Posts from 12th November 2004

Nov 04


Proven By SciencePost a comment • 252 views


Ans, proven by science = NO.

There are people who captive the screen.

Do You SeePost a comment • 293 views

There are people who captive the screen. You can pretty much point a camera at them and an hour and a half later most people will think they have seen a proper film (this explains Samatha Morton’s career over the last couple of years). My Summer Of Love works primarily because it has two such people in it. Its lesbiotic coming of age tale is nothing new after all, equally its central theme about class, though well handled, is straight out of a sixties play for today. But Paddy Consadine shows yet again why British films like stuffing him in as a crazy Christian. The films big find however is Nathalie Press, as the working class Mona whose miserable face cracks into a georgeous smile and it does not really matter what she does. That the direction actually gives her real dilemmas is a bonus, but stuff her in a film and no matter how rub it is, there will be something to watch.

I Bitch About the Gillers. (Non Canucks Look Away.)

The Brown WedgePost a comment • 295 views

I Bitch About the Gillers. (Non Canucks Look Away.)

Alice Munro has won another Giller. Can Canadians just give her shiny things, and let writers who are less well known, less over wrought, less wealthy, and less perfectly dull start winning things; please. (and if you need to read life in a small canadian town bullshit, read Mavis Gallant or Anne Hebert or Guy Vandergaghe–they at least have some blood. )

I’ve been having great difficulty

The Brown WedgePost a comment • 220 views

I’ve been having great difficulty writing up the amazing Forced Entertainment shows I went to last week. I think this is partly my inarticulacy, but also the difficulty of writing up theatrical presentations that dispense with plot, character, the artifice of “plays”. This is a company that have been going for 20 years with pretty much the same group of performers, Europe loves them, but the Brit “theatrical establishment” wants very little to do with them. Flicking through the guardian’s articles and reviews over the years, they almost all start with “you haven’t heard of them but they’re GREAT” and then dribbles off into a “and then this happened and then this happened and it was pretty” review, which it’s very hard to avoid…

Bloody Mess is the company’s latest piece, and it kind of is (not that that, in and of itself, is a bad thing). I had quite a few problems with it, to be honest. It’s half an hour too long, 2 hours 10 minutes is too much (certainly after three pints of Staropramen) and means certain bits were somewhat flabby and unfocussed, and there are three people too many in it, I’d argue. However, on the opening night, at least half the audience were fresh-faced drama students from the various courses that FE acolytes now teach on and watching them trying to compute what they’d just seen in the bar afterwards was great fun (and took me back to when it was me doing that, and then broadly ripping FE off in everything we did for the following three years). Don’t get me wrong, if it’s coming near you, GO AND SEE IT, I’m just being picky about what is, at times, spellbinding.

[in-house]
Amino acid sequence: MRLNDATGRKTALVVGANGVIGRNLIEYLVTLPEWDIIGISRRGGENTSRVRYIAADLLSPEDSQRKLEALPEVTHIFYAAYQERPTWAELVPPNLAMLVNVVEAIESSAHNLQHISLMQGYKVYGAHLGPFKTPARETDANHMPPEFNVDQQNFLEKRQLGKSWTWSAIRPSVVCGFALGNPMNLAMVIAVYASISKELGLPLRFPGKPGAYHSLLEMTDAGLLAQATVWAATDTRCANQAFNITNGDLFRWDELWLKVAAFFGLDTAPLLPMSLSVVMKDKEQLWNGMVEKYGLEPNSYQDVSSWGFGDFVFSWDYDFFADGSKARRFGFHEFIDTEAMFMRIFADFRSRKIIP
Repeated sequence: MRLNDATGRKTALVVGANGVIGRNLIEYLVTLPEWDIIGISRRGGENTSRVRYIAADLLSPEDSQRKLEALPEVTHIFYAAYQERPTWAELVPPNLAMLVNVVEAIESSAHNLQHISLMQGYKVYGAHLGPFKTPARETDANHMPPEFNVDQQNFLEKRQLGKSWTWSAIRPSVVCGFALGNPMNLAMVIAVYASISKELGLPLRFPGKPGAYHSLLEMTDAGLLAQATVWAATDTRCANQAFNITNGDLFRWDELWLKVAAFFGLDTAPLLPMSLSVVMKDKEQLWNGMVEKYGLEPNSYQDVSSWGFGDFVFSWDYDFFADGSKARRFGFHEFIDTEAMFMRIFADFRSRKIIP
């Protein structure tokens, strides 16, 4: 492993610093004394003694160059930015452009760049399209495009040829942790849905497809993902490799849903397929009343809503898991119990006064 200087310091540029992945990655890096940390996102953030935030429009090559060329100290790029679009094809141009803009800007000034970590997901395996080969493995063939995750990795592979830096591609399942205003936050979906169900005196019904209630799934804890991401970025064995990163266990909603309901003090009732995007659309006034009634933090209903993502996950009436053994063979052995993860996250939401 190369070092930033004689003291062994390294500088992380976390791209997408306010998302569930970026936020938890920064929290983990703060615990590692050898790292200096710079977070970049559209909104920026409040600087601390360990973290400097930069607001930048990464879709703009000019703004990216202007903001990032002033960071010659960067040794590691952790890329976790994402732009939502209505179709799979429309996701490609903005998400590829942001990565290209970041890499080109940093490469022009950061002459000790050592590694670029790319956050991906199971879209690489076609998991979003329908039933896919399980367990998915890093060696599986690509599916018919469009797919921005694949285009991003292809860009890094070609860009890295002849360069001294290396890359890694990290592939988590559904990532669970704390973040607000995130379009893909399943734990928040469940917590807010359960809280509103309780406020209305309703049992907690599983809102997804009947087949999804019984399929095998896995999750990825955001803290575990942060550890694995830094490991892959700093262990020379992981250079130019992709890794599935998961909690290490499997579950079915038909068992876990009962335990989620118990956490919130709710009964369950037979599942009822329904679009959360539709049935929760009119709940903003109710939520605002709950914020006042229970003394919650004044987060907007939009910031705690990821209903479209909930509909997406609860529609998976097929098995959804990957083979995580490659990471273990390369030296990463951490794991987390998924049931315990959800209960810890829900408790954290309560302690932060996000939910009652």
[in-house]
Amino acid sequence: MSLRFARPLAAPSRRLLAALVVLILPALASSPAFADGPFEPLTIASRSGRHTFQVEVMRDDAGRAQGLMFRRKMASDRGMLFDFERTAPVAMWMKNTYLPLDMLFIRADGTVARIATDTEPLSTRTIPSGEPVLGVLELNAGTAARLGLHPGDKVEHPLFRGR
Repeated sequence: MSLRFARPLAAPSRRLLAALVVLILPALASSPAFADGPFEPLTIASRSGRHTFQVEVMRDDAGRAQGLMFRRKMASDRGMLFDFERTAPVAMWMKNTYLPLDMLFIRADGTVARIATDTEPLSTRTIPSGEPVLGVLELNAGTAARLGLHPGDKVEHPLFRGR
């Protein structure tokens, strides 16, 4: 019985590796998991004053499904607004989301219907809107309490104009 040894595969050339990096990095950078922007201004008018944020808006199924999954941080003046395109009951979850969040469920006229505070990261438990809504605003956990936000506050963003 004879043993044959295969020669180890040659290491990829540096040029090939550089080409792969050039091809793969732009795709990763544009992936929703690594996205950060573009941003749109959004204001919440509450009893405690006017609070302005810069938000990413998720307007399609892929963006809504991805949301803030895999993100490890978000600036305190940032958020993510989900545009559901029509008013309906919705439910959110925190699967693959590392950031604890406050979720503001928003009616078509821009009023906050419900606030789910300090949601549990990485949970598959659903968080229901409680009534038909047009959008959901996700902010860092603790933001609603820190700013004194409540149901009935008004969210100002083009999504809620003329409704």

All of Forced Ent’s work is about four things: getting pissed, fucking, dying and theatre, and it’s not even about getting pissed and fucking as much as it used to be. The theatre space is a great place to think about mortality though, because of the (ugh) realness. If two blokes are wrestling on the floor for ten minutes they are going to be knackered for the next ten minutes which is going to effect how they perform, no breaks or second takes here. Bloody Mess does feel like an end to a chapter though, like they’ve said everything they can in the standard (well, sort of standard) theatrical time/space.

Which is why I think Marathon Lexicon and it fellow durational pieces are more where the company will spend the next few years (crudely put, they spent the first ten years making theatre and have done half theatre/half durational pieces for the last ten years). Whilst not as exhausting as Quizoola where the performers are having to think on their feet constantly, ML is still a pretty major undertaking for both the audience and performers. I reckon there were 30 or 40 people who were there for the whole day (with lots of others coming and going) and we saw eight hours of lovely, funny, thoughtful, poignant, silly theatre, oh and dizzee rascal who had been performing on CD:UK and was sat in the bar. Some of the pieces were a bit dry and academic, but even some of the “lecture” bits were fascinating in terms of how FE’s vision of theatre has developed, I think it showed them as more in love with theatre (which they are) than most of the more “theatrical” 100 minute pieces.

I also bought this which might help me write about this sort of stuff better in the future…

TV Cream on Dr Who

Do You SeePost a comment • 317 views

TV Cream on Dr Who and Bonkbusters
The Cream repays revisiting from time to time. The new item on Bonkbusters is a little summary, though they do get them ALL in there, even Joan Collins (largely bonk-free) masterpiece “Sins”. The Dr Who “ten favourite small, beautiful events” is a fanatical and spot-on rant on details around the show – Children in Need, books, DVD extras. It’s never more spot-on than when enthusing about a particularly special moment on the show, at the end of the story Mawdryn Undead:

“At this point Paddy Kingsland’s incidental music swells from a harrumph of synth horns … into an overblown synthesized electric-guitar fanfare as the Doc and Turlough shake on it. At which point we cut to a space-ship blowing up and then the end titles come screaming in. Hooray! You see, everyone, that’s how it should be done!”